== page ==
Google's parents have access to patient information. Documents indicate that some employees of Google Brain, a scientific research unit, have recorded some of the company's biggest breakthroughs.
A Google spokeswoman said the project was fully in line with the Federal Health Act. It provides robust protection for patient data. An Ascension spokesman had no immediate comment.
Google and the nonprofit rise have parallel financial motives. So far, Google has commissioned dozens of engineers for the Nightingale project without charging for it, as it wants to use the framework to sell similar products to other healthcare systems. Its ultimate goal is to develop an omnibus search tool that can collect and host a variety of patient data in one place, as evidenced by documents.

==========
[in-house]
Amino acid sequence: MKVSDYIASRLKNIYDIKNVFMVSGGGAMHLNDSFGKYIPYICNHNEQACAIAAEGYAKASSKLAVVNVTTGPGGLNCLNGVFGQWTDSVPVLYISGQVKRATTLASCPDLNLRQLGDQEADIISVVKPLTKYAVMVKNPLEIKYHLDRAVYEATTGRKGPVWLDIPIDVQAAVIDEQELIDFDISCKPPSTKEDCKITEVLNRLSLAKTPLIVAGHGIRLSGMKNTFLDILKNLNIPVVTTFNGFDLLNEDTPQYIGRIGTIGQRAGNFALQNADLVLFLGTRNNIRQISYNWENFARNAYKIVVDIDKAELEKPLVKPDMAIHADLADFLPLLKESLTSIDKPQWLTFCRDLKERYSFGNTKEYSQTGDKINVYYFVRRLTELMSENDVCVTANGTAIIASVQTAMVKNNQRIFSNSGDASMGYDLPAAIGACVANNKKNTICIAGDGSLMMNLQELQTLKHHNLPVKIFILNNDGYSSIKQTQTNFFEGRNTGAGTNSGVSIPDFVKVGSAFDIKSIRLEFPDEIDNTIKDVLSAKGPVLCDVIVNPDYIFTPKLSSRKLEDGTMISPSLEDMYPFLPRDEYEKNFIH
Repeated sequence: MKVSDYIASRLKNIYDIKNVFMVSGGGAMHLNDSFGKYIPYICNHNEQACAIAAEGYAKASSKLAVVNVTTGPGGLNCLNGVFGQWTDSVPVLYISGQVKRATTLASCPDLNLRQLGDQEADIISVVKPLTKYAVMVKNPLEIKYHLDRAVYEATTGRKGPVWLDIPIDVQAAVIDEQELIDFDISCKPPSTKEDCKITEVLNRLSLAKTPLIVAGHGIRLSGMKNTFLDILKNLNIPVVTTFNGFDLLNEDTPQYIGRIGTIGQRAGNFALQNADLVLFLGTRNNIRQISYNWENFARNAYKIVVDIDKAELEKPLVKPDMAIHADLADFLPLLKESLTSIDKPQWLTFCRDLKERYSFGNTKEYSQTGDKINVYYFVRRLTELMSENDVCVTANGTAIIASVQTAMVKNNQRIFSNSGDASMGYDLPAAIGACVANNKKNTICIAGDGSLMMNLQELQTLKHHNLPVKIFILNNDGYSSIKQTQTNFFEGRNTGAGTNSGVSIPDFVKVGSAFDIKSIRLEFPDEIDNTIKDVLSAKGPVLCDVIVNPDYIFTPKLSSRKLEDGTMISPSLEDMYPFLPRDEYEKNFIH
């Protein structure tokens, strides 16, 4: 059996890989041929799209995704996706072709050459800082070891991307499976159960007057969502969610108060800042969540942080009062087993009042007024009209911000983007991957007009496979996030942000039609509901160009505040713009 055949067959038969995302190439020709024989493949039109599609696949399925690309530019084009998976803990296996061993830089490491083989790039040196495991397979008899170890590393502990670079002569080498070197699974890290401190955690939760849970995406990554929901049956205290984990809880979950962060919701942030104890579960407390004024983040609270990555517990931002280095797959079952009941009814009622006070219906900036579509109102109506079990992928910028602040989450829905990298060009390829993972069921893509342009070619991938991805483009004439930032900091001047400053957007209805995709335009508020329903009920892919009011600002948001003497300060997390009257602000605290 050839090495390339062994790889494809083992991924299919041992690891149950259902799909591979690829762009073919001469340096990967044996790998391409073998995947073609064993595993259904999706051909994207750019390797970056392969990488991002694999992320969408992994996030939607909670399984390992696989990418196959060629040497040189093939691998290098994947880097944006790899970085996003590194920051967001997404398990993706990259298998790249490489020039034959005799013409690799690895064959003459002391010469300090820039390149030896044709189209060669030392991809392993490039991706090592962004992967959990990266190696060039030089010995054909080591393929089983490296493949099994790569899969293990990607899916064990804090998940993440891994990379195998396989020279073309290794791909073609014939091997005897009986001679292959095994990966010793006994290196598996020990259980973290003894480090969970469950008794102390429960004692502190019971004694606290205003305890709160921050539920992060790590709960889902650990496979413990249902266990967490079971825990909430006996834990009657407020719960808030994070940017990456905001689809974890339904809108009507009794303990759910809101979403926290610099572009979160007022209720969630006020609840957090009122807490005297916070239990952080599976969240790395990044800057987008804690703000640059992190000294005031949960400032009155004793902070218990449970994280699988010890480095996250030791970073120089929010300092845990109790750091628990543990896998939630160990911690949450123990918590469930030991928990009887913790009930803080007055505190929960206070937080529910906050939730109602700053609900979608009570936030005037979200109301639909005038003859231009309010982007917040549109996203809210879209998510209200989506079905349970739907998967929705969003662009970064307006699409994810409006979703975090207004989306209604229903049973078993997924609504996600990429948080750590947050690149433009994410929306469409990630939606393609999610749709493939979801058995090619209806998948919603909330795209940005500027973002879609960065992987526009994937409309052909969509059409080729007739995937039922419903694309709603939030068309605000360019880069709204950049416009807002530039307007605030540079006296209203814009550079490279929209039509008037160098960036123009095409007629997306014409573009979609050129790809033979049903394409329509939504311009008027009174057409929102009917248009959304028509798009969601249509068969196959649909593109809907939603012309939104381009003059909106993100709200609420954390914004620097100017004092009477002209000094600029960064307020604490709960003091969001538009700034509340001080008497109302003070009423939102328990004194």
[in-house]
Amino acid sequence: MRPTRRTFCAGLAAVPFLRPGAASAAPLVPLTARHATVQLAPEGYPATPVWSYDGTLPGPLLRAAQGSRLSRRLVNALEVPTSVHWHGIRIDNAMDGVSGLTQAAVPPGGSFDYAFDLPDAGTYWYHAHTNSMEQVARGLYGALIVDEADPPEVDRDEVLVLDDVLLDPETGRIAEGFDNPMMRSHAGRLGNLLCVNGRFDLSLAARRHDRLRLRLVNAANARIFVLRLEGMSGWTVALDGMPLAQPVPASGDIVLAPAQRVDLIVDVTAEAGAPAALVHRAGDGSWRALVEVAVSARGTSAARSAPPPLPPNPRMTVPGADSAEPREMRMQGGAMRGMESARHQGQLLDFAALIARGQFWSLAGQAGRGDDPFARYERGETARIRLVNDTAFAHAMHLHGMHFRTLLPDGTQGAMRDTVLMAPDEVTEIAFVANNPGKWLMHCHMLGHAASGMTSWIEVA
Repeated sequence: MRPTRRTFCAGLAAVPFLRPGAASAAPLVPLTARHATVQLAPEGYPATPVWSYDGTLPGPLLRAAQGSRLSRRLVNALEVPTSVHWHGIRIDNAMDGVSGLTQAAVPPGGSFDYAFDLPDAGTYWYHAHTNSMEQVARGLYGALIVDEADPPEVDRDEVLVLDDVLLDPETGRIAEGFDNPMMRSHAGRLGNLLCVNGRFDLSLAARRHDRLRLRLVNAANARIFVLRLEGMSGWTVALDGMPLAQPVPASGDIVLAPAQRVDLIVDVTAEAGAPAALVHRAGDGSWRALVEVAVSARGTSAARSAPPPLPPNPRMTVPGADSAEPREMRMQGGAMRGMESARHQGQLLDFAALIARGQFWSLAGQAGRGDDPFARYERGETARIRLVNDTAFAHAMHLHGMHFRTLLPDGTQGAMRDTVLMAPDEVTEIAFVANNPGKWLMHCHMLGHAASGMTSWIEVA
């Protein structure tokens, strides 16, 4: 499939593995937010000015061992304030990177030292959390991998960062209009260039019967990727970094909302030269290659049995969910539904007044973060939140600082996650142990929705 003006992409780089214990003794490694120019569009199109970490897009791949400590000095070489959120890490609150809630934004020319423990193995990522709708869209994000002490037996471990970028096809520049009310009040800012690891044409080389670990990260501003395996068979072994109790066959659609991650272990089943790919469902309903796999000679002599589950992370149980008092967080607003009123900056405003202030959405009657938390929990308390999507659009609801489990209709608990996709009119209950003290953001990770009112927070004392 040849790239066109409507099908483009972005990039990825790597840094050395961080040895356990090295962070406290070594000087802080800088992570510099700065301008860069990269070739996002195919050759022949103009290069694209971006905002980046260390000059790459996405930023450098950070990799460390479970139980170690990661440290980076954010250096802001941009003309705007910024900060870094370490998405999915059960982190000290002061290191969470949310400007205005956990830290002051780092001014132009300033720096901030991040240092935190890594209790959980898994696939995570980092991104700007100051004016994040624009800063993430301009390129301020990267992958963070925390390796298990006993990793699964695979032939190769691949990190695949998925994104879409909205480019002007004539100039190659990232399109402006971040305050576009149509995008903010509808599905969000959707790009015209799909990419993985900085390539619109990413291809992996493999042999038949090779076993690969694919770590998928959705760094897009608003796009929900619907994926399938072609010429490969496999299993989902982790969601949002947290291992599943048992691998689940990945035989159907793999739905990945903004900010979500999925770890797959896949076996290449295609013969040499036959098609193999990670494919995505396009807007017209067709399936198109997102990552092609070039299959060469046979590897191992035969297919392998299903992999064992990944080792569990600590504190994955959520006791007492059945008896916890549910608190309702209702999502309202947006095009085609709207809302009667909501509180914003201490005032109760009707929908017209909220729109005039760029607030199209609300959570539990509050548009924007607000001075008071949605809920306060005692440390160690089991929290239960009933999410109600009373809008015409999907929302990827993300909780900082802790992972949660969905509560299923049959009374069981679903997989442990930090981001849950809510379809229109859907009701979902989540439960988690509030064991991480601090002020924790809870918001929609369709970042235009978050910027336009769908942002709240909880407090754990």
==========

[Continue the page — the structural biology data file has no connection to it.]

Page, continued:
The project is being developed under Google's Cloud business, where competitors such as Amazon and Microsoft are taking market share. Google CEO
has repeatedly said this year that the search for new growth areas for clouds has priority.
Ascension, a Catholic chain of 2,600 hospitals, medical practices, and other facilities, aims in part to improve patient care. It is also hoped to retrieve data to identify additional tests that may be required, or other ways in which the system could generate more revenue from patients, as evidenced by documents. Ascension also strives to develop a faster system than its existing decentralized network for the electronic record.